Extract: A Testicular Romance


extract-filmWhat's the difference between a comedy on TV and one in the theaters? Is The 40 Year Old Virgin funnier than Everybody Loves Raymond? Is The Hangover edgier than Will and Grace? Is The Proposal wilder than Sex and the City? What are we yearning for on the big screen that will egg us on to shell out $12 dollars for a ticket and another $20 or so for popcorn and a Coke?

It's oddly Mike Judge's latest big screen offering, Extract, that elicits these thoughts. Mr. Judge, the creative force behind "everyone's favorite" juvenile-delinquent slacker cartoon, Beavis and Butthead; the animated Texas redneck with a heart of gold, King of the Hill; and surprising cult DVD hit Office Space (1999).

I should note I had trouble sitting through the latter, an often lame take on the misery of low-end business life, a task that the superb British TV series The Office did and what its American counterpart does so well. The New York Times' Stephen Holden stated the matter perfectly: "Office Space . . . has the loose-jointed feel of a bunch of sketches packed together into a narrative that doesn't gather much momentum. Its conspiratorial eager beavers are so undeveloped that they could hardly even be called types. You don't care for a second what happens to them."

That could almost be repeated word for word about Extract with three exceptions: Jason Bateman, Ben Affleck, and Dustin Milligan.

But first the plot of sorts: Joel Reynolds (Bateman) runs a successful, smallish company manufacturing food extracts. The fact that the majority of his employees are either borderline idiots, racists, or recent immigrants who can't speak English doesn't stop General Mills from wanting to buy up the operation for a huge sum.

Reynolds should be on Cloud 9. However, he can't appreciate his luck because his wife Suzie (Kristen Wiig) won't have sex with him if he arrives home after 8:00 p.m. Yes, by 8:01, she's in her inviolable sweat pants. Being a workaholic, Reynolds's never on time.

If this isn't troubling enough, a work accident occurs, causing Step (Clifton Collins, Jr.), a goofy employee, to lose a testicle. When this sad tale is reported in the local newspaper, Cindy (That '70s Show's Mila Kunis), a beautiful but trampy con artist, decides to get a job in the factory so she can seduce the one-balled Step into suing Reynolds for several million smackeroos, which she will then get her hands on.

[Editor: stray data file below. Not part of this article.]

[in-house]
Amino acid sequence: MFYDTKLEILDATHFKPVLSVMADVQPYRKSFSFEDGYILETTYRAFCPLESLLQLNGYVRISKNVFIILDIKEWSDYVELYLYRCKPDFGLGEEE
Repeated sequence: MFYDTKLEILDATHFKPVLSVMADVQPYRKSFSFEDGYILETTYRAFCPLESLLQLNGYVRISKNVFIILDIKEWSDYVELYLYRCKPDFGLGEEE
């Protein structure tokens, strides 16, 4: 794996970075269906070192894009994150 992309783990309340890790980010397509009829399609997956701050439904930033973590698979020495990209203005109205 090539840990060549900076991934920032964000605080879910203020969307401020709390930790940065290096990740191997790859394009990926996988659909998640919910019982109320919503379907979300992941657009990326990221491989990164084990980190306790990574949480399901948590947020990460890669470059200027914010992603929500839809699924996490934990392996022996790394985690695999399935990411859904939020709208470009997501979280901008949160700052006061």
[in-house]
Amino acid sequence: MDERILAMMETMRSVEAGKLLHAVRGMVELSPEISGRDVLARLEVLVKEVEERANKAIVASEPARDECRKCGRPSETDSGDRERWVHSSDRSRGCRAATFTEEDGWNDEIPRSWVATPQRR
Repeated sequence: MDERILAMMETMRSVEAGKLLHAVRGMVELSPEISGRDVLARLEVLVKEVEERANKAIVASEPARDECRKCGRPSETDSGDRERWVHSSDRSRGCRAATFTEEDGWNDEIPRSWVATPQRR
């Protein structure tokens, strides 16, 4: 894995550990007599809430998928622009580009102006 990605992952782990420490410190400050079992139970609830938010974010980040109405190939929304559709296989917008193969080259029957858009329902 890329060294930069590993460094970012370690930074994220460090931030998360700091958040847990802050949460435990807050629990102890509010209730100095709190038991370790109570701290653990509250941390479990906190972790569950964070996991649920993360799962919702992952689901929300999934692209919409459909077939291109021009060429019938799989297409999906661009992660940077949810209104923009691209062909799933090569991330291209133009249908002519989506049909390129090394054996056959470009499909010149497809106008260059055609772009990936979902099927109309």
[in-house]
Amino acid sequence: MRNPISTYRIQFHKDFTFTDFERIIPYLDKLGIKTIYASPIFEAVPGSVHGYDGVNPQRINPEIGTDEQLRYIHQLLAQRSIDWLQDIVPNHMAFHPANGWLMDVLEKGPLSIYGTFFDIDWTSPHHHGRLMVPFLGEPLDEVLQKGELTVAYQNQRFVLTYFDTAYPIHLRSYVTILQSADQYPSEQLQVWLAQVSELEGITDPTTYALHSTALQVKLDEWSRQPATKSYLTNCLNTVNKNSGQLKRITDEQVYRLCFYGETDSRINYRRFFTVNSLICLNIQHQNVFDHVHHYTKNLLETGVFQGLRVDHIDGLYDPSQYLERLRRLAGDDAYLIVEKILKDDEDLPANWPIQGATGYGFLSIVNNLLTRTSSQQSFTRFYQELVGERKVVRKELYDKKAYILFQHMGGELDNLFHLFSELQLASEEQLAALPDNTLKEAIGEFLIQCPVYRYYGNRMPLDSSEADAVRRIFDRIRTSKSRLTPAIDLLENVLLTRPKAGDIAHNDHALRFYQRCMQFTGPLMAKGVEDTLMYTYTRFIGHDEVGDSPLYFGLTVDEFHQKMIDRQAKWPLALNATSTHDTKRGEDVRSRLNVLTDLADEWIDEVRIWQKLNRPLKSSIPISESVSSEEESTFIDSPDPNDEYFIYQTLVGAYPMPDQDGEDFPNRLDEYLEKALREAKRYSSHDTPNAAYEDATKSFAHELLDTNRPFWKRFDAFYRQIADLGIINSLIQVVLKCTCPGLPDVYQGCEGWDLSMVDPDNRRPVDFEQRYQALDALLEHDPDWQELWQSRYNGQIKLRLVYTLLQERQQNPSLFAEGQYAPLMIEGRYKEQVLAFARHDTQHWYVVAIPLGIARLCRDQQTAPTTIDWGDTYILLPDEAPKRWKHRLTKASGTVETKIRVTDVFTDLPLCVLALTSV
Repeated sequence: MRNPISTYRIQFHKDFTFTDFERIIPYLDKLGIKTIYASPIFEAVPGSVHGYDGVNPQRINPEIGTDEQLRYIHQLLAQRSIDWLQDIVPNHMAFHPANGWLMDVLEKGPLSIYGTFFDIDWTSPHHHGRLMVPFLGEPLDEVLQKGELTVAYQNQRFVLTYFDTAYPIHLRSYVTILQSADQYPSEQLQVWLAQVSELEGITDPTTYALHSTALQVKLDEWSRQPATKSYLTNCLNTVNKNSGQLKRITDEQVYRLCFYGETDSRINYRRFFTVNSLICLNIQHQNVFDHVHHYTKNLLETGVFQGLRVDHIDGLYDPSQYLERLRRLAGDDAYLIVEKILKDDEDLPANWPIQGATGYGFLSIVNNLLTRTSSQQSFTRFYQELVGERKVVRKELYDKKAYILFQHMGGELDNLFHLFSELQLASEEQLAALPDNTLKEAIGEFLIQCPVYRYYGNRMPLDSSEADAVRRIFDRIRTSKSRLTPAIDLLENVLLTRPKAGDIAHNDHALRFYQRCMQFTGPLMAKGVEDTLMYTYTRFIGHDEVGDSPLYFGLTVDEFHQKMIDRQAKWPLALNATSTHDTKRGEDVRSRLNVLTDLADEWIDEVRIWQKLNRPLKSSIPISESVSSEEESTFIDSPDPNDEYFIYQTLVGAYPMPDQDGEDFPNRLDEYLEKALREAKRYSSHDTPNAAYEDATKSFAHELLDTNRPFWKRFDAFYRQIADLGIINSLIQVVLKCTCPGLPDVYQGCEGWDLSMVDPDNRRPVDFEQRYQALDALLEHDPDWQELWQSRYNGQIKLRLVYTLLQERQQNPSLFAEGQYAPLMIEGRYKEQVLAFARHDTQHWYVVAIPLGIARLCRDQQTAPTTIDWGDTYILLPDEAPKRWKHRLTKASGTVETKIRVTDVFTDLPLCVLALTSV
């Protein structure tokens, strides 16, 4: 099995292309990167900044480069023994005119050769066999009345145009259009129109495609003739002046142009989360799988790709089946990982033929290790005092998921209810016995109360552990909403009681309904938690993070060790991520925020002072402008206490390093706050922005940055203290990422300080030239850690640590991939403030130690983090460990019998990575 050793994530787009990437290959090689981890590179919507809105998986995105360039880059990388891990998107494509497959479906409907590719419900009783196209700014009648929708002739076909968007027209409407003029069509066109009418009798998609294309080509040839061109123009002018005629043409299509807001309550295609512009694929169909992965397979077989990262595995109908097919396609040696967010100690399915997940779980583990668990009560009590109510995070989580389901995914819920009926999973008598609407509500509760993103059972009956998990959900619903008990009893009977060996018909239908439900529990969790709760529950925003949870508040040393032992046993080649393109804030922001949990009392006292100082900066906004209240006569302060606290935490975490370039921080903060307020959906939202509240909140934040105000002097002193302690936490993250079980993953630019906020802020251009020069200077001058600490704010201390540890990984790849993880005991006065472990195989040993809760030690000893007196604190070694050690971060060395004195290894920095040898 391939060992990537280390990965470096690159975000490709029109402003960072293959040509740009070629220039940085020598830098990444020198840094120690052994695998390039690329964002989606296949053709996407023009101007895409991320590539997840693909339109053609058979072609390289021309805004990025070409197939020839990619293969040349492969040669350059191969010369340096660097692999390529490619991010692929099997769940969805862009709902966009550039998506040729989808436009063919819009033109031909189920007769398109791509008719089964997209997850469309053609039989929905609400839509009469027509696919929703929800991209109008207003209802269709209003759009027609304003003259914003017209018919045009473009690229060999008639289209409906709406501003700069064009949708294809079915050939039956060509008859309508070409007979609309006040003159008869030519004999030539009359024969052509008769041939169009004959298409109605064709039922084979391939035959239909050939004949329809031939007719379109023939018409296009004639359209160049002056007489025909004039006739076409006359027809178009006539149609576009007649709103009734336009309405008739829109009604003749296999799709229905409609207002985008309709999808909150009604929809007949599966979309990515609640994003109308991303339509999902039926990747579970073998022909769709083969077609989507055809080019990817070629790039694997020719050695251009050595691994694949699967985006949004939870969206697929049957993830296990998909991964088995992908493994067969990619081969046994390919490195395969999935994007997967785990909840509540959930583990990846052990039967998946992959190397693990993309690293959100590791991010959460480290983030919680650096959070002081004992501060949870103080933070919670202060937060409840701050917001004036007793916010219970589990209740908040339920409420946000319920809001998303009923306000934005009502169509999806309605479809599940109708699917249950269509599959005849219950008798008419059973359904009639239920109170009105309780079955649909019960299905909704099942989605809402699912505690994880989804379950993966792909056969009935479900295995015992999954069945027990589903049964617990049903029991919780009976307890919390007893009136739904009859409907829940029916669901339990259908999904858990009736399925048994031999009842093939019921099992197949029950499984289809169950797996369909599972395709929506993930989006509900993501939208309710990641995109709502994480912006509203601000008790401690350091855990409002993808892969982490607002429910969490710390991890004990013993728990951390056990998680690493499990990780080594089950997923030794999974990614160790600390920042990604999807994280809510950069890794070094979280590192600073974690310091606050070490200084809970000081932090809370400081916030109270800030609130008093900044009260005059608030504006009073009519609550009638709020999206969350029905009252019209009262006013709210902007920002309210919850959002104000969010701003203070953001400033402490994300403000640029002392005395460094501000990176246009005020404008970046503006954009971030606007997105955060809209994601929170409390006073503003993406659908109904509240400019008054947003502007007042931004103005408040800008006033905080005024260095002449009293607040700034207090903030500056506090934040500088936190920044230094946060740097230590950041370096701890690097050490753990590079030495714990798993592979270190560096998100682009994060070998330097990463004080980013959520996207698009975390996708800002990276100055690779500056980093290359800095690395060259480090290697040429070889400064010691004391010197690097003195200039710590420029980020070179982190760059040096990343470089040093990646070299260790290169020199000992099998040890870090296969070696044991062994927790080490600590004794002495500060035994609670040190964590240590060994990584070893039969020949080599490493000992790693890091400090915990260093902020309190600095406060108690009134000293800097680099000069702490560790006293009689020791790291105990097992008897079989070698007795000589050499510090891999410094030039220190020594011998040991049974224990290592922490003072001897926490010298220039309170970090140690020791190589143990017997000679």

Simultaneously, as Cindy is climbing Step's libido, she's seducing the horny but monogamous Reynolds by faking an interest in the whole food extract process.

So what can a nice guy do? Reynolds's drugged-out best pal, bartender Dean (Affleck), talks him into hiring Brad (Milligan), a young gigolo, to pose as a cleaner of swimming pools. While raking leaves out of the chlorinated waters at the Reynolds home, Brad will try to seduce Suzie. If Suzie succumbs, Reynolds will bed Cindy.

That's basically it.

Here's an affable venture with numerous clichéd scenes that will have you smiling throughout and guffawing aloud now and then, but there's nothing here that would lose its impact with disruptions from a few ads for Maalox and State Farm Insurance. The disjointed screenplay and editing, in fact, seem as though they might actually benefit from commercial interruptions.

Yet considering the featherweight roles they assume, the three lead actors are totally ingratiating. Bateman is clearly becoming one of Hollywood's top all-around actors, capable of bouncing from dramas (State of Play) to comedies. Milligan is a lovable hunk in a role that others would make plain obnoxious. He has located a heart in the sexy buffoon. As for Affleck, he's spot-on as a drugged-out goon. This is one of his least mannered performances.

Everyone else here is rather gleefully one-note, like the characters in The Andy Griffith Show, amusing caricatures that are pleasing to reconnect with between bathroom breaks. Just remember to flush. - Brandon Judell brandon.jpg

Mr. Judell teaches "The Arts in New York City" at City College. He has written on film for The Village Voice, indieWire, Detour, The Advocate, and dozens of other publications.